USA v. Jose Hernandez-Camacho

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Per Curiam OPINION filed: AFFIRMED; DENYING as MOOT appellee's motion to dismiss - jurisdiction filed by Ms. Deborah D. Grimes, decision not for publication pursuant to local rule 206. Damon J. Keith; Boyce F. Martin , Jr. and Julia Smith Gibbons, Circuit Judges.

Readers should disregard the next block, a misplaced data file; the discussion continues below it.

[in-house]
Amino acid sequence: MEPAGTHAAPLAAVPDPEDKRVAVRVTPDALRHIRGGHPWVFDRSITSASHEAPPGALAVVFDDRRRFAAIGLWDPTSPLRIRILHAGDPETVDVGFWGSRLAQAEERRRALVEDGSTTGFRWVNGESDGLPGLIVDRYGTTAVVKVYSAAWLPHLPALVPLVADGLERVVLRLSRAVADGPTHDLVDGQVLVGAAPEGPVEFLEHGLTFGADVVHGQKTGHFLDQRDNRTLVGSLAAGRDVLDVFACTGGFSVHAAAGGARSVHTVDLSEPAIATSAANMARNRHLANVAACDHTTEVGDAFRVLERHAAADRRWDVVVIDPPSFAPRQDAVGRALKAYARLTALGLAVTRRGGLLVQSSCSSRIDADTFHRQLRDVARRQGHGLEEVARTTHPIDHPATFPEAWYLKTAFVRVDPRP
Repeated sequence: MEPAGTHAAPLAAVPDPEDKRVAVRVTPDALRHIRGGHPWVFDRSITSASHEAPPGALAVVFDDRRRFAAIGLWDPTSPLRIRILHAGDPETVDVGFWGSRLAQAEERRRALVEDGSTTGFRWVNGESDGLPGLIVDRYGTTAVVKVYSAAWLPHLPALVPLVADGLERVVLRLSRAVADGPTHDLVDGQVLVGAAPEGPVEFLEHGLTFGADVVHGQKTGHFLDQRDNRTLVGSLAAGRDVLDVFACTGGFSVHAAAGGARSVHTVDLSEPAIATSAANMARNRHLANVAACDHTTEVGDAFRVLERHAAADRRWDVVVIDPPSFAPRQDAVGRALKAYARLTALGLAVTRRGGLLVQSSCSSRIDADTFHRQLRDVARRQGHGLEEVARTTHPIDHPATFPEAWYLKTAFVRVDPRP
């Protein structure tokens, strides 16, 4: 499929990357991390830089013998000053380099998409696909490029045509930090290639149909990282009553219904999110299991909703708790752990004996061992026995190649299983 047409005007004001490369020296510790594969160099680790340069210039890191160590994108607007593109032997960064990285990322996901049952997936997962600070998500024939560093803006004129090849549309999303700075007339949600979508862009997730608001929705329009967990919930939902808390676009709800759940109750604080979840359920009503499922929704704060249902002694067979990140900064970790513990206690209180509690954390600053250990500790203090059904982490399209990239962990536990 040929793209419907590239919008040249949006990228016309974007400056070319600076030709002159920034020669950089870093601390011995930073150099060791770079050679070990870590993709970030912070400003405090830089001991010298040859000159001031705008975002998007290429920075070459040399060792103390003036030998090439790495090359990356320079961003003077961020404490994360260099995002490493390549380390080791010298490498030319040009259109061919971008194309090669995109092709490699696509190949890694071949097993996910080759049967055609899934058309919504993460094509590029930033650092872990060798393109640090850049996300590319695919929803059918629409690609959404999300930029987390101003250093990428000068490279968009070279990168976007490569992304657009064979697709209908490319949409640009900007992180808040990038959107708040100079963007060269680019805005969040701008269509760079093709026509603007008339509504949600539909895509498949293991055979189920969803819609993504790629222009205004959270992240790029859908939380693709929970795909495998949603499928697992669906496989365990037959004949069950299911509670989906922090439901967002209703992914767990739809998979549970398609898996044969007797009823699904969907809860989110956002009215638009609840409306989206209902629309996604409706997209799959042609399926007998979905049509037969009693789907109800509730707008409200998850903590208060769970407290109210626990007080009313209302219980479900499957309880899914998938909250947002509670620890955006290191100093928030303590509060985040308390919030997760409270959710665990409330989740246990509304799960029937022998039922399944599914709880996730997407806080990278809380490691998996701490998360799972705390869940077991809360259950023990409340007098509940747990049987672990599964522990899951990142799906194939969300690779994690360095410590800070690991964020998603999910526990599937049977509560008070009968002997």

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Case: 10-3939 Document: 006111264049 Filed: 04/04/2012 Page: 1 NOT RECOMMENDED FOR FULL-TEXT PUBLICATION File Name: 12a0353n.06 No. 10-3939 UNITED STATES COURT OF APPEALS FOR THE SIXTH CIRCUIT UNITED STATES OF AMERICA, Plaintiff-Appellee, v. JOSE HERNANDEZ-CAMACHO, Defendant-Appellant. ) ) ) ) ) ) ) ) ) FILED Apr 04, 2012 LEONARD GREEN, Clerk ON APPEAL FROM THE UNITED STATES DISTRICT COURT FOR THE SOUTHERN DISTRICT OF OHIO Before: KEITH, MARTIN, and GIBBONS, Circuit Judges. PER CURIAM. Jose Hernandez-Camacho, a federal prisoner who is represented by counsel, appeals his sentence following his guilty plea to illegally re-entering the United States after deportation. Hernandez-Camacho was charged with illegal re-entry as a deported alien in violation of 8 U.S.C. § 1326(a)(1), (a)(2), and (b)(2). He agreed to plead guilty pursuant to a plea agreement. A presentence report calculated Hernandez-Camacho’s total offense level as twenty-one and his criminal history category as III, resulting in an advisory sentencing guidelines range of forty-six to fifty-seven months of imprisonment. At his sentencing hearing, Hernandez-Camacho requested a downward variance based on his cooperation during the proceedings, and the fact that he re-entered the United States in order to see his family. The district court denied the request and sentenced Hernandez-Camacho to forty-eight months of imprisonment. Hernandez-Camacho now appeals his sentence, arguing that it was procedurally unreasonable because the district court failed to consider the lack of “fast-track” programming in this Circuit. He also argues that his sentence is substantively unreasonable because it was longer than necessary to Case: 10-3939 Document: 006111264049 Filed: 04/04/2012 Page: 2 No. 10-3939 -2meet the purposes of deterrence and to protect the public. The government has filed a motion to dismiss based on the appellate waiver contained in Hernandez-Camacho’s plea agreement, which the government argues precludes his appeal. Hernandez-Camacho responded, that the waiver was not adequately explained and that he did not fully understand the waiver provision. Because a review of the plea hearing indicates some confusion as to whether Hernandez-Camacho fully understood the waiver of his right to an appeal, we will address Hernandez-Camacho’s arguments. We review a sentence for both procedural and substantive reasonableness. Gall v. United States, 552 U.S. 38, 51 (2007). Hernandez-Camacho asserts that his sentence is procedurally unreasonable because the district court did not demonstrate that it was aware that it had discretion to depart or vary downward from the guidelines range on the basis that this Circuit lacks a “fasttrack” program. Because Hernandez-Camacho did not raise the issue of the fast-track disparity in the district court, nor did he argue for a downward departure on that basis, our review of this issue is for plain error. See United States v. Bostic, 371 F.3d 865, 872–73 (6th Cir. 2004). Due to Hernandez-Camacho’s failure to raise the fast-track issue, the district court never affirmatively stated that it was not permitted to consider the fast-track argument. In fact, the district court did not discuss the fast-track disparity as a sentencing factor at all. Nevertheless, the district court’s sentencing discussion reflects that the court was aware it could vary from the applicable sentencing guidelines due to a disagreement with certain provisions, including certain sentencing disparities for illegal aliens who re-enter the United States. Because there is nothing in the record to affirmatively indicate that the district court was unaware of its discretion to depart based on the fast-track disparity, a remand is not necessary. See United States v. Guest, 564 F.3d 777, 779 (6th Cir. 2009) (holding that “there should be some indication of error in the record justifying remand”). Hernandez-Camacho also argues that his sentence is substantively unreasonable because it is too harsh to meet the sentencing objectives of deterrence and protection of the public. A sentence will be found to be substantively unreasonable when “the district court selects a sentence arbitrarily, bases the sentence on impermissible factors, fails to consider relevant sentencing factors, or gives an unreasonable amount of weight to any pertinent factor.” United States v. Camiscione, 591 F.3d Case: 10-3939 Document: 006111264049 Filed: 04/04/2012 Page: 3 No. 10-3939 -3823, 832 (6th Cir. 2010) (internal quotation marks omitted). Additionally, sentences within the applicable guidelines range are afforded a presumption of reasonableness. United States v. Vonner, 516 F.3d 382, 389 (6th Cir. 2008) (en banc). At his sentencing hearing, the district court considered Hernandez-Camacho’s conduct, the applicable sentencing factors, and noted that it needed to consider that Congress intended for defendants like Hernandez-Camacho to be “dealt with severely.” The court also acknowledged the need for deterrence in cases like this, as well as the cost of housing Hernandez-Camacho during a term of incarceration. For these reasons, the court determined that a sentence at the low end of the sentencing guidelines range was appropriate, and imposed a term of imprisonment of forty-eight months. Hernandez-Camacho has not demonstrated that the district court selected his sentence arbitrarily, failed to consider the relevant sentencing factors, or gave an unreasonable amount of weight to a particular factor. Camiscione, 591 F.3d at 832. Thus, he has not rebutted the presumptive reasonableness of his sentence. See Vonner, 516 F.3d at 389. The judgment of the district court is affirmed and the motion to dismiss is denied as moot.